When it comes to wide receivers in football, it doesn’t matter how good your hands are or how fast your feet fly. What makes you effective is route running. Gun Runner taught me during the 2016 Triple Crown that horses are very much the same way.
In the very first instalment of the Top-10, I talked about how rivalries played a major part in telling the story of the 2016 Triple Crown. Amongst those was the sudden emergence of Gun Runner, who managed to finish the prep race circuit with the most points. By the time the Kentucky Derby came around, Gun Runner had rightfully earned the respect of the oddsmakers as the third choice.
And that’s exactly where he finished.
Despite accumulating so many points on the derby trail, nobody was exactly rushing to get behind the Steven Asmussen trainee. It sort of made sense. He wasn’t exactly topping the speed charts or anything. Beyond that, there were lots of excuses made for his performance.
Most notably, it wasn’t that Gun Runner won the Risen Star Stakes or the Louisiana Derby. More so, it was that Mo Tom seemed to lose them. Therein lied the major problem with assessing both horses. There was no doubt that Mo Tom was the faster horse, but Gun Runner boasted precision. The three-year old contender somehow always found a way to get to the front of the pack.
Top-10 Moments in 2016 Triple Crown
#10 – Rivalries Are Born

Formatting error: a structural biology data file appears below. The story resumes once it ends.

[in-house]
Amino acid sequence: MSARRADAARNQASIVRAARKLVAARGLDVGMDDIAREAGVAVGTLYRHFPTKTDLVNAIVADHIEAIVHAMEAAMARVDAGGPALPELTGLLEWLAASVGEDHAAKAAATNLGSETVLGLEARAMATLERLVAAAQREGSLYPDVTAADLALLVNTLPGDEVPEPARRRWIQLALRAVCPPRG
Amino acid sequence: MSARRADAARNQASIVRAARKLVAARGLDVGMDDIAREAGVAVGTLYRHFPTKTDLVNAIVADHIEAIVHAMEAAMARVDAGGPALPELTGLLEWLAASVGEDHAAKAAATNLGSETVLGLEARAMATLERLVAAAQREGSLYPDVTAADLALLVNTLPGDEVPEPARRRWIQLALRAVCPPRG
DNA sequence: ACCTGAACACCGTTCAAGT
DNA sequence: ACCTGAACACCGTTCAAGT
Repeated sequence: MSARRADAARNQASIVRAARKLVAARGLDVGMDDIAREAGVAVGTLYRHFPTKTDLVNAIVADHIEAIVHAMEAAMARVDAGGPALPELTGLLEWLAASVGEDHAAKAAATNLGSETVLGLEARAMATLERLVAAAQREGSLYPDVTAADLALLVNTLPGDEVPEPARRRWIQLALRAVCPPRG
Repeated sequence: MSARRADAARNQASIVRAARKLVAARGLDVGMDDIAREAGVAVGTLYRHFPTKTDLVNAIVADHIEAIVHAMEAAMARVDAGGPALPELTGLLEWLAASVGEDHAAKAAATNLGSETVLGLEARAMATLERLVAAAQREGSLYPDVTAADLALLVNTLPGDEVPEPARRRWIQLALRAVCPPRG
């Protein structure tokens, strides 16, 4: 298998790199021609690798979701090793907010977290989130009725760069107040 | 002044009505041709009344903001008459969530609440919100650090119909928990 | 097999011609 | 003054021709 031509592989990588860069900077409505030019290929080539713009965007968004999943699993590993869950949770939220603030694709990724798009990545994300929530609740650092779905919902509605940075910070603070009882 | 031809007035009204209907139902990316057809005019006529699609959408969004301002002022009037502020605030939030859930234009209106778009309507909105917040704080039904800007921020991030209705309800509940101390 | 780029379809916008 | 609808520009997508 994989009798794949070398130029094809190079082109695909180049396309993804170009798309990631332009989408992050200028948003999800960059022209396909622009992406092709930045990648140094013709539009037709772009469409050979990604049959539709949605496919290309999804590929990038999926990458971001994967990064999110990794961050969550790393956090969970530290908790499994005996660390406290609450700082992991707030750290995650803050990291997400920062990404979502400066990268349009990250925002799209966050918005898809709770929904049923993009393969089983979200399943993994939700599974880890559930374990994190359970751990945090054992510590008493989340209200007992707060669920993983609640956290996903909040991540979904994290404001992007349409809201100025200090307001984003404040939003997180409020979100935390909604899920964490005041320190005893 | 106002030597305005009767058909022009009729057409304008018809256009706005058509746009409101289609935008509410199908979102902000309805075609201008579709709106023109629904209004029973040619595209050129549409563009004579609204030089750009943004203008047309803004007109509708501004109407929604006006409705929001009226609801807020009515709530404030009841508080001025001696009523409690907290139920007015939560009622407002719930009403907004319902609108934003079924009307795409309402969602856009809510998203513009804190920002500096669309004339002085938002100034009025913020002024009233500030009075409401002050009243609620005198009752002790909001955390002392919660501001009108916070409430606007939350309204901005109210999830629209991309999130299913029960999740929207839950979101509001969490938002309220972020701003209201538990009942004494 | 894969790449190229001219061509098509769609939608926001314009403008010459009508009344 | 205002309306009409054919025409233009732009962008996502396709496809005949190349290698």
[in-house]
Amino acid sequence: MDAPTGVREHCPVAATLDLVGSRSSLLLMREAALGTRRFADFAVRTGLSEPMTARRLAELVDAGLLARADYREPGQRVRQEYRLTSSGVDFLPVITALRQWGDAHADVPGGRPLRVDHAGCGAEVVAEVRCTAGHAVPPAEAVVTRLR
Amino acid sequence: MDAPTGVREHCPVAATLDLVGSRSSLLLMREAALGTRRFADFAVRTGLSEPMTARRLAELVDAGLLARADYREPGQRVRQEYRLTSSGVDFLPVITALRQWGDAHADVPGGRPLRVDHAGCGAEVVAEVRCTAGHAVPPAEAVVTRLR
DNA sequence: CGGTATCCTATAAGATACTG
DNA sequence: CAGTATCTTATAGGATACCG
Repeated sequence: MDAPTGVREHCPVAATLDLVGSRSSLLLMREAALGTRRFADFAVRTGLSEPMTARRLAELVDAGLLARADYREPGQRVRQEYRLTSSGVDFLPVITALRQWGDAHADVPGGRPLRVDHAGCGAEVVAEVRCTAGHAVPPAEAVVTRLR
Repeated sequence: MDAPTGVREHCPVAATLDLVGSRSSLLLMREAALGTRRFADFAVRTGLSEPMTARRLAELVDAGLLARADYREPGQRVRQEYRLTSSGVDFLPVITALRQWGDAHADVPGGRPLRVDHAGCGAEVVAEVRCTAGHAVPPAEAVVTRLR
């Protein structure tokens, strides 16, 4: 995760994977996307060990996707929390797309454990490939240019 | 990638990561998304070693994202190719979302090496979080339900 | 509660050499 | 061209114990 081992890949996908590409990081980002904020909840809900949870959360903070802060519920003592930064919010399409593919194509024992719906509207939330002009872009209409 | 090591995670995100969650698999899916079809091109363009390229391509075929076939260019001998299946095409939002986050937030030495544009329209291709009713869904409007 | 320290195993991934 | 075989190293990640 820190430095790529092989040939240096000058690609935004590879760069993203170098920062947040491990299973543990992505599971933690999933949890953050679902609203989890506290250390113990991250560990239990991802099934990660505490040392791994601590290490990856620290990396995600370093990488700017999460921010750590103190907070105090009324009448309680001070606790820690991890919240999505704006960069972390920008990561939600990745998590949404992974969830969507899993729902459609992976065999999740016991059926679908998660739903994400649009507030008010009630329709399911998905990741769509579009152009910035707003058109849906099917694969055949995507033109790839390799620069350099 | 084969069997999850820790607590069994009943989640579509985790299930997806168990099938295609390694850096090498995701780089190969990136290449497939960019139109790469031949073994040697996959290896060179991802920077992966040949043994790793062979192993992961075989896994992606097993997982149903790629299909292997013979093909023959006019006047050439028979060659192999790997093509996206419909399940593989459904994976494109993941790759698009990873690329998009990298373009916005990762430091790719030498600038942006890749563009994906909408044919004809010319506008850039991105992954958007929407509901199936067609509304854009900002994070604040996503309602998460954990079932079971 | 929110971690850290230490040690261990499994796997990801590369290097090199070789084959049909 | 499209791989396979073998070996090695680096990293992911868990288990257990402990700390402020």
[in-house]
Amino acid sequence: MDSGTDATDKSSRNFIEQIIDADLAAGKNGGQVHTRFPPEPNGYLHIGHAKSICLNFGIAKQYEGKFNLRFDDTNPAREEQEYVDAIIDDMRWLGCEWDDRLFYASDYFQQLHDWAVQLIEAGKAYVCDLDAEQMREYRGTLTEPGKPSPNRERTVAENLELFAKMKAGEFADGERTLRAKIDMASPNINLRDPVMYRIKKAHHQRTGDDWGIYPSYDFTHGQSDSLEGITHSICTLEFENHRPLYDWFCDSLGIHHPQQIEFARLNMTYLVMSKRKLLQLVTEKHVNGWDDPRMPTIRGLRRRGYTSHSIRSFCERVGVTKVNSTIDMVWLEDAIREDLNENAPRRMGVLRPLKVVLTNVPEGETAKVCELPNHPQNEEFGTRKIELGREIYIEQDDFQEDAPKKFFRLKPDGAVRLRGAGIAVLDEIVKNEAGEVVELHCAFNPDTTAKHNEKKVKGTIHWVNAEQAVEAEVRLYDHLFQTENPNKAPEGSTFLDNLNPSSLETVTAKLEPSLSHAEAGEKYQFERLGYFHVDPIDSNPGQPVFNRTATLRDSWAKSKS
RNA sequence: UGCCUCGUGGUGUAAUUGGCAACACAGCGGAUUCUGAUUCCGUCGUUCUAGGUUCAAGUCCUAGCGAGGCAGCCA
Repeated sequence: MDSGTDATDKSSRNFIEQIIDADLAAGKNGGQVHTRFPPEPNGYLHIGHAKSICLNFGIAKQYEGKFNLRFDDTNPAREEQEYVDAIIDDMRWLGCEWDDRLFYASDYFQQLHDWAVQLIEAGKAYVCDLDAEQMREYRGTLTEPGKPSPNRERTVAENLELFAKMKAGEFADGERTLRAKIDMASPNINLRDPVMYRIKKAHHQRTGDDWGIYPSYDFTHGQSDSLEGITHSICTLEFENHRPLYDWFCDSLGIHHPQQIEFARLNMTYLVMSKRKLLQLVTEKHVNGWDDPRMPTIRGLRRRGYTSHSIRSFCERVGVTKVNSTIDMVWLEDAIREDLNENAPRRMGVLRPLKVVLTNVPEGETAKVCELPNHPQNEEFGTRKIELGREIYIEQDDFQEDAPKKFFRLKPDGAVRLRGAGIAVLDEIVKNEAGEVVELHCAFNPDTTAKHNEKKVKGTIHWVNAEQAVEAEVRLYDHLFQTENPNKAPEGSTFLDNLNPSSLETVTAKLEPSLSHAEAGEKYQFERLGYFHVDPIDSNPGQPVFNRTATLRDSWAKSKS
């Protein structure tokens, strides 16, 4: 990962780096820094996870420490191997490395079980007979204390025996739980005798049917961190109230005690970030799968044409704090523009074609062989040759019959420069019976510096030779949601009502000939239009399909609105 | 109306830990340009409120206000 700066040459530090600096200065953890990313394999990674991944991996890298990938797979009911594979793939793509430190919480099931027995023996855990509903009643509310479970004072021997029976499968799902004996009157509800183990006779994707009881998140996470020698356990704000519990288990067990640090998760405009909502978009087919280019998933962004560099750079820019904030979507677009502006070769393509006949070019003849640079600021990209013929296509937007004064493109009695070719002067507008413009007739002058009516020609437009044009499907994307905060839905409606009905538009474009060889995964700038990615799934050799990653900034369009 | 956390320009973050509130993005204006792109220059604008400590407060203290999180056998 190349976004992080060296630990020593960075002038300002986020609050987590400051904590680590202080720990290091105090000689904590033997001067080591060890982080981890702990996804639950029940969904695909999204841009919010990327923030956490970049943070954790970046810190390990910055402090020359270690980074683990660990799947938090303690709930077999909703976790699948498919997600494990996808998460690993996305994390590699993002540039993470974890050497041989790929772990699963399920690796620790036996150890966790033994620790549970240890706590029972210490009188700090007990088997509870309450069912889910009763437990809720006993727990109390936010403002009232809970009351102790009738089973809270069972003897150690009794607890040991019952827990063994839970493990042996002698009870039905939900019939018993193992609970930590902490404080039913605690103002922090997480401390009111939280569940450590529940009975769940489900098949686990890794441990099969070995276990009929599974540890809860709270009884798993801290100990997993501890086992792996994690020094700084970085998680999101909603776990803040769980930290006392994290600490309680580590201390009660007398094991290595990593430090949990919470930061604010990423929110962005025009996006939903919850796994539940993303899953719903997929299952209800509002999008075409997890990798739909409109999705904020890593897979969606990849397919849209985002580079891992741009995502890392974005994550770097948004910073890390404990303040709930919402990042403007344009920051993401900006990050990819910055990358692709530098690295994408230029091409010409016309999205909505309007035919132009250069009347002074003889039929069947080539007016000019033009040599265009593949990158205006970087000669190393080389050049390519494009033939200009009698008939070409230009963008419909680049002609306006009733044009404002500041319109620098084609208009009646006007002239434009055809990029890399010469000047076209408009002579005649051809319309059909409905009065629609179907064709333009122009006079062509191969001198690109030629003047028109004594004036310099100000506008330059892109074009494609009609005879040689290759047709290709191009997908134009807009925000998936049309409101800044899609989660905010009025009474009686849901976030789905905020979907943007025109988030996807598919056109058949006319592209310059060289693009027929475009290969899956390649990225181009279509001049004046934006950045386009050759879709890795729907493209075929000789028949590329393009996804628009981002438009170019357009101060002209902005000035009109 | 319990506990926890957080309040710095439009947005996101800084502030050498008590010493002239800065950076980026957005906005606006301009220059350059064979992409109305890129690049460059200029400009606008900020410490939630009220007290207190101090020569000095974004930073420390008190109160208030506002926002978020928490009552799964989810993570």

#9 – Everyone Loves Lani
#8 – Creator Shocks Belmont Stakes
#7 – Danzing Candy
#6 – Uncle Mo Emerges As Major Stallion
A lot of horse players don’t consider this a skill, but it is and it’s inherently built in to Gun Runner. I’ve referred to it as “route running”. Unlike other horses, the best horses can find the best line in traffic or on a rough track. It’s not something you see so often because it’s not something that the trained eye searches for.
But watch the Risen Star Stakes below and jump to the :55 second mark where you can plainly see how Gun Runner slides in to a perfect spot and just waits for his line to open. It’s kind of weird. At the same time, try and find Mo Tom who does quite the opposite.
On any other occasion I would pass this off as a one time thing. But Gun Runner proved that his route running skills were in top form by winning the Louisiana Derby in similar fashion while also blazing through the Kentucky Derby on a supremely brilliant pathway to almost edge Nyquist and Exaggerator.
At the end of the day, the 1 1/4 mile distance was too far for Gun Runner who eventually faded and has now returned to the 1 1/16th mile distance where he recently won the Matt Winn at Churchill Downs this past weekend. It made sense for him to skip the Preakness and the Belmont.
Why is this so important? Because I had just never noticed it before. Gun Runner always found the line of least resistance. We talk a lot about talent, speed, skill and patience. Rarely do we discuss a horse that displays a refined sense for seizing success despite falling short.
In a way, Gun Runner opened my eyes. He made me realize that a horse that boasts tactical refrain can outperform his physical shortcomings. It’s something I’ve rarely seen in this sport from horses that don’t boast top end speed. As always, it’s not just about having the tools to win a race. In Gun Runner’s case, it was using them effectively.
Given that Gun Runner went from a 57-to-1 longshot back in November to a third place show play at the Kentucky Derby, I’d say that’s some damn fine improvements for a horse that was mostly counted out on the prep race circuit.